At its Nov. 9, 2019 meeting, the MMA Board of Trustees adopted new policy on gender equity in medicine. This policy, based on recently adopted policy by the AMA, was brought forward as an Open Issue at our Annual Conference in September and recommended for action by our Policy Council.
Some might be tempted to argue that adoption of such a policy statement in 2019 is no longer needed or is out of touch with current realities given the presence of women in all medical specialties and various medical leadership positions. Unfortunately, such an argument would ignore the persistent and troubling gaps for women.
Consider the following:
- 70 percent of women physicians report perceived gender bias or discrimination, including disparaging or disrespectful treatment or comments, lack of career promotion, and disparities in resources, rewards, and reimbursement;
- The prevalence of sexual harassment in academic medicine is almost double that of other science and engineering specialties, with almost half of all trainees reporting harassment from faculty or staff;
- Male physicians earn 25 percent more (primary care) to 33 percent more (non-primary care specialties) than their female counterparts;
- The prevalence of burnout may be 20 to 60 percent higher among women physicians than among men physicians.
During testimony provided during consideration of the proposal at the Annual Conference, several attendees shared some of their own experiences – unwanted sexual advances, being passed over for advancements or leadership roles, a recent hospital remodeling project that labeled locker rooms in the operating suite with “surgeons” and “nurses.”
In my own experience at the MMA – although not a direct care environment – I’ve witnessed otherwise well-intentioned men interrupt their female colleagues, question women’s commitment to medicine if they take a leave to raise children, and refer to their administrative or office staff as “office girls.”
The AMA, in response to complaints from physicians, staff, and other female guests at AMA meetings, recently felt compelled to update its anti-harassment policy
to ensure AMA meetings are safe and welcoming to all attendees.
Coincidentally, the MMA board approved its new policy just two days after Esther Choo, MD, one of the founders of TIMES’UP Healthcare
, spoke before a sizable – but mostly female – crowd at the University of Minnesota at the invitation of the medical school’s Center for Women in Medicine & Science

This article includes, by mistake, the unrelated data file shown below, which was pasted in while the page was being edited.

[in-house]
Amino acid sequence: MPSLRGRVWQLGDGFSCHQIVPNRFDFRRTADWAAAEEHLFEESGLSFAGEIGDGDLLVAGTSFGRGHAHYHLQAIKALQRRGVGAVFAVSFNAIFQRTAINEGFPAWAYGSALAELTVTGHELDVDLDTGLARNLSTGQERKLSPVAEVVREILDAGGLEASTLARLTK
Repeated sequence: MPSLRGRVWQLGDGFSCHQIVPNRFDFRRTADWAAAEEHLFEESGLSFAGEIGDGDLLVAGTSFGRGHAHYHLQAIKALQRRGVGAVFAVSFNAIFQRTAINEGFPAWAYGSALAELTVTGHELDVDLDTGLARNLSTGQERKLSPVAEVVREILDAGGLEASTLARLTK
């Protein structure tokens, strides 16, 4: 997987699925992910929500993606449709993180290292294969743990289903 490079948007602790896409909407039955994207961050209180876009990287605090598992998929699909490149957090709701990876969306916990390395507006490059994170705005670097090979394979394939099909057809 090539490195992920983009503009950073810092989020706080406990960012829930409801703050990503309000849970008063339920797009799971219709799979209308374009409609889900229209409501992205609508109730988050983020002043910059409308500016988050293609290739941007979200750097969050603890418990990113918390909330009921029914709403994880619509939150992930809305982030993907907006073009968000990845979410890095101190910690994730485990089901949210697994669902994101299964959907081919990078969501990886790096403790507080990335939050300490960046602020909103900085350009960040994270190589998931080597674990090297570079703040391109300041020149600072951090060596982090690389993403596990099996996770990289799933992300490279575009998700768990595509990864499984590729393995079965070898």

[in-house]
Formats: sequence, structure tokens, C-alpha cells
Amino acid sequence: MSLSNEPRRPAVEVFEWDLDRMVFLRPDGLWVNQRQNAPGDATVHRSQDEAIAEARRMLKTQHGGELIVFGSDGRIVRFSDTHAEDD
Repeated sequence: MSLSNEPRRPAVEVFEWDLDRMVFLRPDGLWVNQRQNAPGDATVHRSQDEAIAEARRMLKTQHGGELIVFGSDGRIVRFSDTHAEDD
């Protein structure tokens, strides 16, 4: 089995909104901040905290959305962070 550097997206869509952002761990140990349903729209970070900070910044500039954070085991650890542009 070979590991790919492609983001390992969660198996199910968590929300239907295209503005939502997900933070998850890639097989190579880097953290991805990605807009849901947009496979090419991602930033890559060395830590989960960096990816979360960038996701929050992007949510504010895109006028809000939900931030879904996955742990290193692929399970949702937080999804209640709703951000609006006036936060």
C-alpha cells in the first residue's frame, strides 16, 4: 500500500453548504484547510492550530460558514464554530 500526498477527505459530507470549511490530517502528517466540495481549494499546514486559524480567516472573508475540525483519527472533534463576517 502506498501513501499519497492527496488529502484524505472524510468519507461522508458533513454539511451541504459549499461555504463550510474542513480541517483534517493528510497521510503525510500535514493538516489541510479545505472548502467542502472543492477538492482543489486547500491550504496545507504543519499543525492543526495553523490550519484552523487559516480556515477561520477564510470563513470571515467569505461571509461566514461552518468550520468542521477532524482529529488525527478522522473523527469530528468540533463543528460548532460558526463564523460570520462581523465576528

. Choo described the value of a diverse workforce for high-quality health care. She also called for changes in laws, policies, culture, and practices to ensure a safe, equitable, and dignified workplace for everyone involved in providing health care.
I believe organized medicine has an important role to play – to challenge physicians and their practices to embrace policies and a culture supportive of gender equity, and to model the same for its members and staff.
So, what is the MMA’s track record to date? I’m pleased to report that the proportion of MMA members who are women (35 percent) closely reflects the proportion of licensed women physicians in the state (38 percent). In MMA leadership, women are more visible than ever before – including the chairs of the Policy Council and the Public Health Committee. Two-thirds of the voting members of the MMA Board of Trustees are women, and one-third of the elected members of MMA’s delegation to the AMA are women. Among MMA component medical societies, the president-elect of the Twin Cities Medical Society is female as is one of the co-presidents of the Zumbro Valley Medical Society. In addition, 75 percent of MMA staff are women, including the organization’s first female CEO (yours truly).
At the MMA president office level, however, the MMA’s experience is less than stellar. In its 166-year history, only four women have served as president. The MMA’s first woman president, M. Elizabeth (Peggy) Craig, MD, served from 1986-1987. Marilyn Peitso, MD, was elected this year as president-elect and will serve as MMA’s fifth female president in 2020-2021. Of national note, for the first time in its history, the AMA’s three president roles – president-elect, president, immediate past president – are all women.
Equity, of course, is about more than simple male/female definitions of gender. Minnesota’s racial and ethnic health disparities are among the nation’s worst; and, physicians of color and gender non-conforming physicians likely experience bias at even higher rates.
The demographics of the medical profession are changing in important ways – 54 percent of current U of M medical students are female – and those demographic changes hopefully will continue to evolve to reflect the diversity of our population. I hope you will join me in serving as a champion for gender equity – for current and future trainees and for your female colleagues, physician and non-physician, who work to support your organization’s success. Speak up, share your experience, challenge traditions, and seek transparency in organization policies and practices. Medicine – and the care you deliver – will be better as a result.